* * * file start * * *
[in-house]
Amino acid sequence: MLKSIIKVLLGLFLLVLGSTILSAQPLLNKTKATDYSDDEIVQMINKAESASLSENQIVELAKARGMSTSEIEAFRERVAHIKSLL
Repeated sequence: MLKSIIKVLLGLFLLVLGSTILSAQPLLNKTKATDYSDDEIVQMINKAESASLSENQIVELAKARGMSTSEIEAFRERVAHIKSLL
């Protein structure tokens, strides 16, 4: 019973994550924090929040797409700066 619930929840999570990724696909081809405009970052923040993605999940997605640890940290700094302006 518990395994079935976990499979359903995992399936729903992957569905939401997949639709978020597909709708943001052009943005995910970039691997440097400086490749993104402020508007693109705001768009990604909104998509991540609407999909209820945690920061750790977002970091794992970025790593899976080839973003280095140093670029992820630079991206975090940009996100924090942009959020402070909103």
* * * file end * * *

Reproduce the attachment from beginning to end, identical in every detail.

[in-house]
Amino acid sequence: MLKSIIKVLLGLFLLVLGSTILSAQPLLNKTKATDYSDDEIVQMINKAESASLSENQIVELAKARGMSTSEIEAFRERVAHIKSLL
Repeated sequence: MLKSIIKVLLGLFLLVLGSTILSAQPLLNKTKATDYSDDEIVQMINKAESASLSENQIVELAKARGMSTSEIEAFRERVAHIKSLL
């Protein structure tokens, strides 16, 4: 019973994550924090929040797409700066 619930929840999570990724696909081809405009970052923040993605999940997605640890940290700094302006 518990395994079935976990499979359903995992399936729903992957569905939401997949639709978020597909709708943001052009943005995910970039691997440097400086490749993104402020508007693109705001768009990604909104998509991540609407999909209820945690920061750790977002970091794992970025790593899976080839973003280095140093670029992820630079991206975090940009996100924090942009959020402070909103």